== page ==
Yom Rishon, 23 AdarI 5781
Sunday, 7 March 2021
Parashat Va-etchannan 5775

Rabbi Richard Jacobi
31st July 2015

Listen, Pay Attention, This is How to Comfort

This Shabbat, unlike many other weeks, always has the same portion for the first Shabbat after the day commemorating the many disasters that have befallen Jewish people, Tisha B’Av. This Shabbat is also mainly known by the first and repeated word of the Haftarah from Isaiah chapter 40: Nachamu, meaning ‘Comfort’. Its Torah portion is always Va’etchanan, which includes two of the most well-known texts in the whole Torah. These are the repetition of the Ten Commandments in chapter 5, verses 6 – 18, and the Sh’ma, chapter 6, verses 4 – 9.

I want to focus on the valley between these twin peaks, the verses from chapter 5 verse 19 up to and including chapter 6, verse 3, and I will suggest a possible additional reason for why this Torah portion and its Haftarah are manacled together.

In the second version of the Decalogue, one of the significant differences from the ‘original’ version in Exodus is that we are told to “Keep (Shamor) the Shabbat”. There are fifteen verses between the ending of the tenth commandment and the opening word of the Sh’ma. Between the second and seventh of these verses, the root shin-mem-ayin, of which Sh’ma (‘Listen!’ or ‘Hear!’) is the best-known form, is used no less than eight times. In the following seven verses, the root shin-mem-reish is used three times. There is only one more verse immediately before the key affirmation of our people: ‘Sh’ma Yisrael Adonai Eloheinu, Adonai echad’ (‘Listen Israel, Adonai is our God, Adonai is one’). In this verse, and only here, both verbs appear: ‘V’shamata Yisrael, v’shamarta la’asot asher yitav l’cha’ (‘You! Listen Israel, keep and do (the commandments) such that it goes well for you…”).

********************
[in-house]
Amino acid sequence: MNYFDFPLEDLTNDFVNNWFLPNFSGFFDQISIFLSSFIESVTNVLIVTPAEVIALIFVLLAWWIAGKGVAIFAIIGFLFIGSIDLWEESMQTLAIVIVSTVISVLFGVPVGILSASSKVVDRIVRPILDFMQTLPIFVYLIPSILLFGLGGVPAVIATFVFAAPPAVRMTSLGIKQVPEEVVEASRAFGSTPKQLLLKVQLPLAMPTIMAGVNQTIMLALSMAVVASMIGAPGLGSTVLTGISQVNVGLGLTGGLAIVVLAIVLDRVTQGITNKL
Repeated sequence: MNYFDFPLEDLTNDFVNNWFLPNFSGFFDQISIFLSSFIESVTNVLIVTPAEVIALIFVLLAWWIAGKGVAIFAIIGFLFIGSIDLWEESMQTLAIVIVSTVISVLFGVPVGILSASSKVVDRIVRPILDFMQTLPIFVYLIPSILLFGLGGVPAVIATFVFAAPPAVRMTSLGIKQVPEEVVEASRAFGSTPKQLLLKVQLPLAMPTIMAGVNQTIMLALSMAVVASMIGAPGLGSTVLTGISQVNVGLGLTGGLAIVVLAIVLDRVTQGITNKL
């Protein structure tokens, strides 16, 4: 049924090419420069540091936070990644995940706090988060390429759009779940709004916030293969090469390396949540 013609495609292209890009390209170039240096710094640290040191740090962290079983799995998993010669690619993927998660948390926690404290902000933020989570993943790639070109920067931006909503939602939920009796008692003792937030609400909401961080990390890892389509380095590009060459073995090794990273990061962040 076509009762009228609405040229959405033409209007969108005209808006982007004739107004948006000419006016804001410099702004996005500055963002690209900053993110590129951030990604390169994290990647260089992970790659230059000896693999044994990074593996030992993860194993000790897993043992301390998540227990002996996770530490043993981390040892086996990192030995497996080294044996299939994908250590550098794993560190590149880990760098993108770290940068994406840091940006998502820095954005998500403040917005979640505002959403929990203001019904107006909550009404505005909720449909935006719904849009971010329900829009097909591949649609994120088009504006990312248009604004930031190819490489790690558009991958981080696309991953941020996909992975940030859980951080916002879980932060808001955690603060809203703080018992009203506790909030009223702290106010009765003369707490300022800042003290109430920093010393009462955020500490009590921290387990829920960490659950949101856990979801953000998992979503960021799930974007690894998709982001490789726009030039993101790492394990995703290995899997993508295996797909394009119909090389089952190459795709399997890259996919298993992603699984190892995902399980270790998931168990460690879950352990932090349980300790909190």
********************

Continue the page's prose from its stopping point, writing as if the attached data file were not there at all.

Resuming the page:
I hope you’re still with me, but let me recap. The dramatic scene of Moses’ address to the assembled people has just hit one of the heights as he told the Israelites of the giving of the Torah at Mount Sinai, and read to them the words of the Ten Commandments. Now, the story continues with Moses using the same verb eight times in six sentences. Any Primary school teacher who did not insist that a pupil finds synonyms to avoid such repetition would be considered derelict in their duties nowadays! Yet, eight times, Moses is pictured referring to listening – the people listened, God listened, Moses listened, everyone listened. Then, the focus shifts as the dominant word becomes shamar, meaning to guard, keep, or attend. Keep the Torah, keep the commandments, but you can only keep them if you have first listened, listened, and listened again.

There are some scholars of ancient Hebrew who argue that two-letter roots give rise to related meanings in a variety of verbs when a third letter is added. What we have here could be one powerful example: the two letters - shin-mem - give us the Hebrew word for ‘name’. A name is a place-marker: we know a table because that word is the name given to it; we know a village or town because of its name; we know a person because of her or his name. Once something has a name, it has the chance to become familiar and important to us. To listen (Sh’ma) is to give the person to whom we are listening the respect of our time and attention. To keep or guard (Shamor) is to watch over someone or something, to give him, her, or it the respect of our time and attention. By doing either or both, we show that we value someone else.

What does anyone who needs comforting seek from those who are around them? Between the twin peaks of Va’etchanan might be the most important lesson of all: They need to be really listened to, and to have people pay them genuine attention.